Traditionally, movie theaters get a 90-day exclusive window on new releases. That means films play in theaters for that period before they can go to pay television, streaming, or any other service.
That arrangement no longer makes sense, given that theaters are closing due to efforts to contain the coronavirus. Because of those closings and the fact that the box office numbers were dismal last week, Comcast (NASDAQ:CMCSA) has decided to make new releases from its Universal Pictures studio available via streaming while they still play in theaters.
What is Universal doing?
The movie studio has decided to make three recent releases, The Hunt, Invisible Man, and Emma, available Friday for $19.99 for 48 hours on "a wide variety of on-demand services, including its parent company Comcast's cable networks," reported The Los Angeles Daily News.
In addition, Universal will also make its next release, Dreamworks cartoon Trolls World Tour, available on demand in conjunction with its Easter weekend theatrical release.
"Rather than delaying these films or releasing them into a challenged distribution landscape, we wanted to provide an option for people to view these titles in the home that is both accessible and affordable," NBCUniversal CEO Jeff Shell said in a press release. "We hope and believe that people will still go to the movies in theaters where available, but we understand that for people in different areas of the world that is increasingly becoming less possible."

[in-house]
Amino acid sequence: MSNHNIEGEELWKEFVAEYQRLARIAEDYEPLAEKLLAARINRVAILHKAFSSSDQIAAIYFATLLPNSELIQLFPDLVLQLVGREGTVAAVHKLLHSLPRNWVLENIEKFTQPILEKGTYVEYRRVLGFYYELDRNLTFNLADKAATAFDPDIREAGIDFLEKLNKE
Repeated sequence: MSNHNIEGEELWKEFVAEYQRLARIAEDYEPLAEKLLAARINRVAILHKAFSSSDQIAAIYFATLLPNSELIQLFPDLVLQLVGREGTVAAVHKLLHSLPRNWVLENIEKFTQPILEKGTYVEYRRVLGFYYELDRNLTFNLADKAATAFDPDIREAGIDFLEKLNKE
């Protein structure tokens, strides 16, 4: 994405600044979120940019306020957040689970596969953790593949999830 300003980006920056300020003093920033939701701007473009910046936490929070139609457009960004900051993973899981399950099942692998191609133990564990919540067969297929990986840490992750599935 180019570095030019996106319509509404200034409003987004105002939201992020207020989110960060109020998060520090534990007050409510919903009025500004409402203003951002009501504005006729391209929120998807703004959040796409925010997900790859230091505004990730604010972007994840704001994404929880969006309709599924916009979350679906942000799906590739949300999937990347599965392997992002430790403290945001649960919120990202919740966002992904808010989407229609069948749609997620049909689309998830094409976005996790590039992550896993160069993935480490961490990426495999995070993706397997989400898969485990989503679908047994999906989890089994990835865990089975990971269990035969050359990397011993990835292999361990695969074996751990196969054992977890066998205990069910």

Is this the right move?
People won't, and in many cases can't, go to theaters until the current outbreak passes. Offering first-run movies on demand makes sense. It's good for consumers who need things to do while stuck at home and it may help Universal salvage at least some of its investment in these films.